Universities

Going through the motions

By Geoffrey Alderman, January 24, 2011

Those of us who attended the boycott debate held at the London School of Economics last week were privileged to learn some valuable lessons about the boycott issue itself, the motives of those - including some Jews - who identify themselves as boycott sponsors, and the manner in which their arguments may be comprehensively confounded.

We were also given a demonstration of how, on an emotive issue, a civilised academic dialogue can nonetheless be conducted.

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Take that! Academic slaps out

January 20, 2011

A senior LSE professor threatened to slap the senior vice-president of the Board of Deputies, Jonathan Arkush, following Thursday night's debate.

The incident occurred as people were leaving the auditorium where the debate had taken place.

Mr Arkush approached anthropology professor Martha Mundy, who had been watching the debate, on the top floor of the auditorium.

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LSE 'vote' strikes a blow at the boycotters

By Robyn Rosen, January 20, 2011

A motion calling for an academic boycott of Israel has been overwhelmingly rejected at a debate at the London School of Economics (LSE).

The motion, "This house believes in an academic boycott of Israel", was debated on Thursday in front of a packed audience.

Consultant oncologist Professor Daniel Hochhauser argued against the motion and Dr John Chalcraft, Reader in history and politics, argued in favour.

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Calls for Solomon to quit

By Marcus Dysch, December 29, 2010

A university society has called for a student union president to resign over apparently antisemitic remarks.

The Model United Nations Society at the School of Oriental and African Studies said Clare Solomon, president of the University of London Union, had "clearly lost the authority to represent all students equally".

Last month Ms Solomon claimed in a Facebook post that the persecution of Jews had been fabricated to justify attacks on Palestinians. The 37-year-old mature student said her comment had been "badly-worded" and apologised for any "misunderstandings".

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Full extent of LSE Atwan fury is finally revealed on video

By Robyn Rosen, December 16, 2010

The journalist Abdel Bari Atwan has been accused of "cowardly, bullying tactics" and breaching policy on antisemitism after a recording of his speech to students at the London School of Economics was made public.

The lecture, held by the student union's Palestine Society at LSE last week, descended into chaos after 30 Jewish students walked out in protest.

The visual and audio quality of the recording, taken by the Palestine Society, is poor and repeatedly skips sections. It was only made publicly available on Sunday, six days after the lecture.

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Universities show signs of taking issue seriously

By Marcus Dysch, December 16, 2010

Campaigners believe there is "light at the end of the tunnel" in the ongoing effort to restrict hate speakers' appearances on university campuses.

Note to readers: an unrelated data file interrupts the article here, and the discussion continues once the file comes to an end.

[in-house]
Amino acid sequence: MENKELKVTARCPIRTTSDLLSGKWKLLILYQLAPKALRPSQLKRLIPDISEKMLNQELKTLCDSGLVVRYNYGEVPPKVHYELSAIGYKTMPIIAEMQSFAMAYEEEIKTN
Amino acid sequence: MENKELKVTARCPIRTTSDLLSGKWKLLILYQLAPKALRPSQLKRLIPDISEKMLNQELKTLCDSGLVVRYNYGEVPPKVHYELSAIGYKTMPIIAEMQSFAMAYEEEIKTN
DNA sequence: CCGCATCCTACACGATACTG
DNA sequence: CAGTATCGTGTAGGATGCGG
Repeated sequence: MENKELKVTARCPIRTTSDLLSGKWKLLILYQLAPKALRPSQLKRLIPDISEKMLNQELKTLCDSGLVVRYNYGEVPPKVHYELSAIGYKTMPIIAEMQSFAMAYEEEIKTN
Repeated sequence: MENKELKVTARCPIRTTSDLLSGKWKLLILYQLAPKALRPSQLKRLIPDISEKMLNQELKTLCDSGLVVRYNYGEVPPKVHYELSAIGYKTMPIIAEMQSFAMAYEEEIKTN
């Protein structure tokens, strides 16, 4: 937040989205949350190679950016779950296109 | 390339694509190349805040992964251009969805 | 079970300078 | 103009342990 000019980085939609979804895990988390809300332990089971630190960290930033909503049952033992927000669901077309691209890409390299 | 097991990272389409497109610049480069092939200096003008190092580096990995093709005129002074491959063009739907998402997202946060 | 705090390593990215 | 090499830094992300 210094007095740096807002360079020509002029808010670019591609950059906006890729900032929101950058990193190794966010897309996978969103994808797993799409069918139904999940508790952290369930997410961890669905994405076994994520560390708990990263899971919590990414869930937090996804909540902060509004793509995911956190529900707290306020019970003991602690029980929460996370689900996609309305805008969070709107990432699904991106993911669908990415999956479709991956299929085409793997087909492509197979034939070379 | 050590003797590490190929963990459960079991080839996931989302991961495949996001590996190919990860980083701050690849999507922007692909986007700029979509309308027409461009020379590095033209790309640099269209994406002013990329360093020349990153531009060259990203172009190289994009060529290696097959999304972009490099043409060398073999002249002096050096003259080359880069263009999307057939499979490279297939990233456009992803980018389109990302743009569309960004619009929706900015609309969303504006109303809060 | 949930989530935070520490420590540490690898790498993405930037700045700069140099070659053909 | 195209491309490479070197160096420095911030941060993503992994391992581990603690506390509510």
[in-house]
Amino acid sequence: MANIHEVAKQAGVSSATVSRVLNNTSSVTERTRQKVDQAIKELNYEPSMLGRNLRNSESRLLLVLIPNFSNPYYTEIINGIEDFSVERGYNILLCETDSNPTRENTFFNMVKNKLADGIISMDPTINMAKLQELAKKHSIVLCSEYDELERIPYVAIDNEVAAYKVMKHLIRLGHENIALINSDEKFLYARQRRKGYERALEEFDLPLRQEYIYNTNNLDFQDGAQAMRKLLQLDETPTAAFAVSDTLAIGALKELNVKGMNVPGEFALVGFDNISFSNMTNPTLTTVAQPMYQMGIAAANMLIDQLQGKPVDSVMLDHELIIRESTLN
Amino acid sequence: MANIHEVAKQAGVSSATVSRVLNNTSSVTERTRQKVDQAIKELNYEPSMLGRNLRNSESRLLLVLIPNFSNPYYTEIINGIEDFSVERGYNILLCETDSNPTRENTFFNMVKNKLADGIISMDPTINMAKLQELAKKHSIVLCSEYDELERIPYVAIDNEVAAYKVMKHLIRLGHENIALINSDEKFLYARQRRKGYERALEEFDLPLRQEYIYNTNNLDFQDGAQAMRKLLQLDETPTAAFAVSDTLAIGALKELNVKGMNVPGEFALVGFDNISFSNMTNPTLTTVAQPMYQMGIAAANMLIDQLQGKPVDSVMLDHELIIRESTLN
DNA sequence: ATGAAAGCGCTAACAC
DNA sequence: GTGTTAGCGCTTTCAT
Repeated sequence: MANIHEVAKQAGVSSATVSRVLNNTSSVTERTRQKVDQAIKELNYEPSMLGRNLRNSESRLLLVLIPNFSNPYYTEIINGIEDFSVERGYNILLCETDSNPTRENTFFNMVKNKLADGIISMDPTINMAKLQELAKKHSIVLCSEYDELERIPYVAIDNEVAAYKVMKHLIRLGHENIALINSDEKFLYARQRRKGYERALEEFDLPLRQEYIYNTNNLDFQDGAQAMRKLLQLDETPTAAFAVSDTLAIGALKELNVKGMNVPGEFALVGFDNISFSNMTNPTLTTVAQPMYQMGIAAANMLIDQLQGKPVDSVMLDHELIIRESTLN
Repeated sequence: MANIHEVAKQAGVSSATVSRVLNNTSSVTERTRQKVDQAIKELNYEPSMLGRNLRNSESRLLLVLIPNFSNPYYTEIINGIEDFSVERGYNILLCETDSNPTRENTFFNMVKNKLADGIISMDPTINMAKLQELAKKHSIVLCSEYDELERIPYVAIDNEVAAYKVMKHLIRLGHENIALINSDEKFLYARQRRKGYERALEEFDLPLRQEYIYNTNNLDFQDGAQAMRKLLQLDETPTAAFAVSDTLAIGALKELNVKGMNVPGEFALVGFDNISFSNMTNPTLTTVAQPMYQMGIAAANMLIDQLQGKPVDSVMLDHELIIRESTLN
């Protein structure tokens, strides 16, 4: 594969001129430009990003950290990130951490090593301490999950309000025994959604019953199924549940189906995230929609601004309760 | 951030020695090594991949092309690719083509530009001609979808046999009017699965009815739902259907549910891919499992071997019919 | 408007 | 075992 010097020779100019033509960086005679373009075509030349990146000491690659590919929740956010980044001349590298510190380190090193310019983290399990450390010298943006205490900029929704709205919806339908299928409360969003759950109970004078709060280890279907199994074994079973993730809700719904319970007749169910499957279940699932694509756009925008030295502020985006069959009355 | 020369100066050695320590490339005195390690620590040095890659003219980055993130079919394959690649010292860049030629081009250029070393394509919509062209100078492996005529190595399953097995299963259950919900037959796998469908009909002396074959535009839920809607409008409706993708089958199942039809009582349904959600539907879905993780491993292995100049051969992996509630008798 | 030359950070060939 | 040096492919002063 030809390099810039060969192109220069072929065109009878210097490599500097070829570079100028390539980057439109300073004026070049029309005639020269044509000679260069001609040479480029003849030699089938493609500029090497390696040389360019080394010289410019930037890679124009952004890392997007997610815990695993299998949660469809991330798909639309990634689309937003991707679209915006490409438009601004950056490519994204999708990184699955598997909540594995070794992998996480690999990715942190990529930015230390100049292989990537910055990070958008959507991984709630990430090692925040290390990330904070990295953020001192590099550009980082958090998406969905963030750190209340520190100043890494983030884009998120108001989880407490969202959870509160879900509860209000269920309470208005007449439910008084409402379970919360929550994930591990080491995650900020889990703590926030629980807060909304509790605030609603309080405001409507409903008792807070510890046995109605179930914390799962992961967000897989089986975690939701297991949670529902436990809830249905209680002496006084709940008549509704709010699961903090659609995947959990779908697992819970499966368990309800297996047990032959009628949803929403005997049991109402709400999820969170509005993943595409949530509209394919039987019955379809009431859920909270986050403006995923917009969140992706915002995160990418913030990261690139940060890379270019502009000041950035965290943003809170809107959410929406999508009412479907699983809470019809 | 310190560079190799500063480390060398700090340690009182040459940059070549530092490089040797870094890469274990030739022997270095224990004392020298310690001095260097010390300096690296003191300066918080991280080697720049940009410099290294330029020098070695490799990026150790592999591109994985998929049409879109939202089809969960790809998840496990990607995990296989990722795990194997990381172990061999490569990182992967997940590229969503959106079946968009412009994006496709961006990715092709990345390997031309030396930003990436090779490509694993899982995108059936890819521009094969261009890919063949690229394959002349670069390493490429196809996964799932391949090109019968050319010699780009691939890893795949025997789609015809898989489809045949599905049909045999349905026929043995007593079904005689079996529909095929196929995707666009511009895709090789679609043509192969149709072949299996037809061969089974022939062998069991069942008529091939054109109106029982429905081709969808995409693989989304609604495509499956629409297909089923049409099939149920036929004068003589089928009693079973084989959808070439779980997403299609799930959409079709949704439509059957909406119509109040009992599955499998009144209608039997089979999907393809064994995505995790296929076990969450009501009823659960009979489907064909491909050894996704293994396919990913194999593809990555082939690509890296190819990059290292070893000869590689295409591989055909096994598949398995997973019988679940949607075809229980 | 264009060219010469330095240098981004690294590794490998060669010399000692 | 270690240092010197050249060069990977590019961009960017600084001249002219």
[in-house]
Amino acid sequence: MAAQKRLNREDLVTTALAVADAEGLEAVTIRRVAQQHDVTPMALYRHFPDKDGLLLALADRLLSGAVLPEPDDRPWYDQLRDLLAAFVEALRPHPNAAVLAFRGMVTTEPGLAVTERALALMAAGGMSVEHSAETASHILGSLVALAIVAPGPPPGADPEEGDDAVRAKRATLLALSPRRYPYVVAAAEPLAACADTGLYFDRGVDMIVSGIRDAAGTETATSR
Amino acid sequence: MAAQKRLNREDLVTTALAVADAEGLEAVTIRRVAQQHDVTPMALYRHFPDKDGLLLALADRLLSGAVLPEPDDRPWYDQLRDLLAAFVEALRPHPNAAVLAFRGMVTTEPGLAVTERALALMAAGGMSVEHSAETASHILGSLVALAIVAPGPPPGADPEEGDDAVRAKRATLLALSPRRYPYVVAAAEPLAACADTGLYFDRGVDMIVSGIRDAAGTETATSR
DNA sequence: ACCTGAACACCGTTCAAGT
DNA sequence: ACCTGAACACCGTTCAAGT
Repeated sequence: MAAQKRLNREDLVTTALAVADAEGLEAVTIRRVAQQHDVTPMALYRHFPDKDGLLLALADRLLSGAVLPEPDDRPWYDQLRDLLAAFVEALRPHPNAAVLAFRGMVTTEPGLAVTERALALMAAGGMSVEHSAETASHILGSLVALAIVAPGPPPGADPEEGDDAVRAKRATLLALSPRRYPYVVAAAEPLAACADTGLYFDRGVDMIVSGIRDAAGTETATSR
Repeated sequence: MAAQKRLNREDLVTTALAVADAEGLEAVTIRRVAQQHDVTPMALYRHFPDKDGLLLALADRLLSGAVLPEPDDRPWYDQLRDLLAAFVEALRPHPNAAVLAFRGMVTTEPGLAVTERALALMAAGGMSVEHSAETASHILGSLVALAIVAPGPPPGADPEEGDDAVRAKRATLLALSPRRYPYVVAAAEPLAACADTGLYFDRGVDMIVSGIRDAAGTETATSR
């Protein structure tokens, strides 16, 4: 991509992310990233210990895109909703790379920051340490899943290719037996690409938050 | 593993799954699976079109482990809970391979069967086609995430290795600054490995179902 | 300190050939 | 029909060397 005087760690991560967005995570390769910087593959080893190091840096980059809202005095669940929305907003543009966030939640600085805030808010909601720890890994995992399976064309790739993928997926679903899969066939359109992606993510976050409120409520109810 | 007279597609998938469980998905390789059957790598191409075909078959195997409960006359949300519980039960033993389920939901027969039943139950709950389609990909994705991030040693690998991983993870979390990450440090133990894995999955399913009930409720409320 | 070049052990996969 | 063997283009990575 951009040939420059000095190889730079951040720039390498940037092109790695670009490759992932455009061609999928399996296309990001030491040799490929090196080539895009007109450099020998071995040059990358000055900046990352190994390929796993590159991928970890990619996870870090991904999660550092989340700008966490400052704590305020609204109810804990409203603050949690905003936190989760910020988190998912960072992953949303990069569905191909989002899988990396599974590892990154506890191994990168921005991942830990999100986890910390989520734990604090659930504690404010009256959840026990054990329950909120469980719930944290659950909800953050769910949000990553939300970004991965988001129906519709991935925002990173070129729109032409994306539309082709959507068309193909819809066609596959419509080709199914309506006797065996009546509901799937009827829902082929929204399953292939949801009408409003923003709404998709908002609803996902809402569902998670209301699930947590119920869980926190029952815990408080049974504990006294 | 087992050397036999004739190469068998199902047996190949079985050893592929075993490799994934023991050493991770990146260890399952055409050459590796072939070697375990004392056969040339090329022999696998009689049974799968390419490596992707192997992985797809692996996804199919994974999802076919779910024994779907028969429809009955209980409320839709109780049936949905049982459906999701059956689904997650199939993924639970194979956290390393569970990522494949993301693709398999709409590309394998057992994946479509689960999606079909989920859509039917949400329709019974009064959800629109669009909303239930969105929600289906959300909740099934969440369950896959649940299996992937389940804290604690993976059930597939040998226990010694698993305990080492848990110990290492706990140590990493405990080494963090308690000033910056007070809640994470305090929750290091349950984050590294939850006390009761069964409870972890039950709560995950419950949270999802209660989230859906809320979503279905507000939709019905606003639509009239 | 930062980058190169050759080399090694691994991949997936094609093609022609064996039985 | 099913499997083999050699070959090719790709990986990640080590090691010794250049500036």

Jewish community representatives working with vice-chancellors say that despite an initially "slow and poor response", higher education bodies have now accepted action must be taken against campus extremism.

At Prime Minister's Questions on Wednesday, David Cameron said: "We have not done enough to deal with the promotion of extremist Islamism in our country… to deradicalise our universities we have to take a range of further steps."

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Police probe into 'antisemitic' speech at LSE

December 9, 2010

Police are investigating allegations of antisemitism after a lecture by a controversial speaker at the London School of Economics descended into chaos and 30 Jewish students walked out in protest.

The subject addressed by Abdel Bari Atwan, editor-in-chief of London-based Al-Quds Al-Arabi newspaper, was "How much influence does the Zionist lobby exert in the US and UK?"

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Community, students welcome north-east chaplain

November 18, 2010

Newcastle community members joined students from Newcastle, Northumbria and Durham universities at a Friday night dinner to welcome the first dedicated north-east Jewish student chaplain, Rabbi Mati Kos, and his wife Vanessa.

University Jewish Chaplaincy chief executive Ian Kamiel says the appointment is a timely one, given the growing Jewish student population. The official recognition by Durham University of Rabbi Kos as a student chaplain is considered a major step forward.

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Inspired by international interfaith

By Joshua Dresner, November 11, 2010

Last month I was part of the British delegation attending the Inter Faith Youth Core (IFYC) Campus Leadership Institute conference held at Georgetown University in Washington.

For three days we talked, learnt, played and strategised interfaith. The 150 student and chaplain participants came from around the world and were selected from more than 500 applicants.

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London campus was 'launch pad for Islamist terrorism'

By Jennifer Lipman, October 21, 2010

A university's Islamic society promoted a "hard-line Islamist ideology" which intimidated minorities and struck fear into Jewish students, researchers have revealed.

The counter-radicalism think tank Quilliam, which compiled the report into the Islamic society at London's City University during the past year, said such extremism could provide a "launch-pad for Islamist-inspired terrorism".

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